Apple iPhone 5 review

Aside from some 4G limitations, the iPhone 5 remains a great phone, and a better one than the 5C that replaced it

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iOS 6, 4.0in 1,136x640 display


A thinner case has meant that Apple has had to redesign the lens and sensor for the iPhone 5, although it still has the same 8-megapixel resolution as the iPhone 4S. There's little difference in practice between the two models, as you can see from our detail shots below.

As with the iPhone 4S, the iPhone 5 has one of the best smartphone cameras. Shots are bright, vibrant and very detailed. For most purposes, you can happily use your phone rather than a compact camera.

Apple iPhone 5 detail shot
Apple iPhone 5 iPhone 4S detail shot

The iPhone 5 (top) has the same excellent image quality as on the iPhone 4S (bottom)

Taking the camera down to our still-life with controlled lighting, we saw similar results under bright lighting. Here, everything was well exposed and there's plenty of detail in the picture, right down to the reflected fur in the metallic fan. There's very little noise, too.

Apple iPhone 5 camera full brightness

Under bright lighting, the iPhone 5's shots are detailed and well exposed

Dropping the brightness levels a little, we found that the camera's shots still had plenty of detail in the fur of our toy animals, although we lost some detail in the darker parts of the image. Noise starts to creep in, too, with the background not quite as clean as under bright lighting. However, there's still plenty to like here.

Apple iPhone 5 camera medium brightness

Under darker lighting you lose some detail in the darker parts of the image, but there's still plenty of detail

Switching to low-light, we weren't so impressed by the results. The shot is very noise and detail starts to disappear, too. In fact, it's quite hard to make out what's going on.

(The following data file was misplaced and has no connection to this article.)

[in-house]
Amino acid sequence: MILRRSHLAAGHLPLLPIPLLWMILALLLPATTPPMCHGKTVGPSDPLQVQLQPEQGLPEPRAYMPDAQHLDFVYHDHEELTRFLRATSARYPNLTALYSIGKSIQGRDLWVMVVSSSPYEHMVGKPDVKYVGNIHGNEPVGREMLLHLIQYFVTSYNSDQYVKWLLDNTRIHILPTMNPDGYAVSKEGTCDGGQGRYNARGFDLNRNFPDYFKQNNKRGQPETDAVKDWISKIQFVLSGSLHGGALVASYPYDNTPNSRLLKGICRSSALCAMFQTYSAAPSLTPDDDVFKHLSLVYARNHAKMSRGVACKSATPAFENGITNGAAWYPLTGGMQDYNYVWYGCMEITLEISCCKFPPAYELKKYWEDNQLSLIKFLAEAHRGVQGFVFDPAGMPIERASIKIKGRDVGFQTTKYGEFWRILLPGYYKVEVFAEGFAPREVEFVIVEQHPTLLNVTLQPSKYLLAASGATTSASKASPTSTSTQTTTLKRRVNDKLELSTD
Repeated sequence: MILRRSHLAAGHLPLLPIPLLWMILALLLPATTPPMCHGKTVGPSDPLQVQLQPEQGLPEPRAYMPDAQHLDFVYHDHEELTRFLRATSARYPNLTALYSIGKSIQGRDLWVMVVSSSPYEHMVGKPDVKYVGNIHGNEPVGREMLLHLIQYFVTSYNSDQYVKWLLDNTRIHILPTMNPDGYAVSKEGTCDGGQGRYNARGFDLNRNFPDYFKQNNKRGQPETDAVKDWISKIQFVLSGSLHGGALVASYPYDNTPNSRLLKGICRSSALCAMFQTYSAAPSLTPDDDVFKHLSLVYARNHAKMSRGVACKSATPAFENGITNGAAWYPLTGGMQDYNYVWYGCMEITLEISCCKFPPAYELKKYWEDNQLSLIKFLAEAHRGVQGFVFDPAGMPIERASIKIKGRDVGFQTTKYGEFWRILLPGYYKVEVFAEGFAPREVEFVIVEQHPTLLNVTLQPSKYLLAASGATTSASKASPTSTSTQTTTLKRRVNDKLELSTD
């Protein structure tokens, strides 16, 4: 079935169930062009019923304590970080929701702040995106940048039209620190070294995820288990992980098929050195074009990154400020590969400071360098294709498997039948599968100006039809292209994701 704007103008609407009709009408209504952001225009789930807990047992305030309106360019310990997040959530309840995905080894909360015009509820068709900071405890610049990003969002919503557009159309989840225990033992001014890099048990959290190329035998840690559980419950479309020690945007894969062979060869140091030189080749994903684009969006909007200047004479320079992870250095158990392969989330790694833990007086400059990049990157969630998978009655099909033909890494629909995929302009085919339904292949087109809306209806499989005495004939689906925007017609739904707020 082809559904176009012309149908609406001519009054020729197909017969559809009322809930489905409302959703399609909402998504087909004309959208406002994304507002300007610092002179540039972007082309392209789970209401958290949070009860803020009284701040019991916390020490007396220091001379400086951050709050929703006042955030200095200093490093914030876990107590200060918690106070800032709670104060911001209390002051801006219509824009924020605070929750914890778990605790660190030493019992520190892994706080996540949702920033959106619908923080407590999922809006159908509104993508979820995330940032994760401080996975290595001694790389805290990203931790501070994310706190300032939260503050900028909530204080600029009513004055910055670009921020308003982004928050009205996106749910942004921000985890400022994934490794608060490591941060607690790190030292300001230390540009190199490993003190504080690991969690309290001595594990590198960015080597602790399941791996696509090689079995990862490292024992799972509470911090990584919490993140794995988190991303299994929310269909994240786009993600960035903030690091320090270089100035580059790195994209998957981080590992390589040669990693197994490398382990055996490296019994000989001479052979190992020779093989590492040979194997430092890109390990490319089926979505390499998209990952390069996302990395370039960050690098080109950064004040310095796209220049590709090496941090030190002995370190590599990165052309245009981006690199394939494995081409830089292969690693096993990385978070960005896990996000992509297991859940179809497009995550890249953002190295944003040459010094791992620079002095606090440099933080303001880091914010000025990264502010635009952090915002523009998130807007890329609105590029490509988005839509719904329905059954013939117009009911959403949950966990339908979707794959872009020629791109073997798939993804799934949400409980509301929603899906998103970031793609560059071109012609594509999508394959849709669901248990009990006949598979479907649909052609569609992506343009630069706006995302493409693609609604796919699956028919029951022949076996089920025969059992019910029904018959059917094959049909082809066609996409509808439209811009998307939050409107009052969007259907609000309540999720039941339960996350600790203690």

Apple iPhone 5 camera low light

In low-light the iPhone 5 loses quite a lot of the detail and picture is noisy

New to the iPhone 5 is a panorama mode. All you have to do is hold the phone steady and pan up to 270-degrees to create one massive image. It's very easy to use – just keep the arrow on the horizontal line – but you'll need to keep your hand steady to avoid any artefacts or odd blobs in the final image. When you use it properly, the final results can be stunning.

iPhone 5 panorama

Hold the phone steady and you can take some amazing panoramas easily


Video is shot at 1080p at 30fps, and the quality is generally excellent. Footage is detailed with punchy colours and it's easy to see why there's no need for Flip video cameras or the like any more. We've got footage of the iPhone 4S and iPhone 5 below, so you can compare the two.

The iPhone 5 shoots similar high-quality 1080p video to the iPhone 4S

We took the camera down to our still life set, too, to test it out in lab conditions. Under bright lighting we found that video was well exposed with plenty of detail and punchy colours. Under low-light, we found that the iPhone 5 struggled a little and the image soon became noisy. We also found that there were some strange artefacts where the lights in our fans reflected on the lens, causing odd patterns of colours.

Apple iPhone 5 video still

Some odd coloured patterns were picked up (see right-hand side of the screenshot)

Aside from the low-light performance, the iPhone 5's video mode is still one of the best and you can make do with this phone when you need to take some impromptu video. You can watch the full video below.

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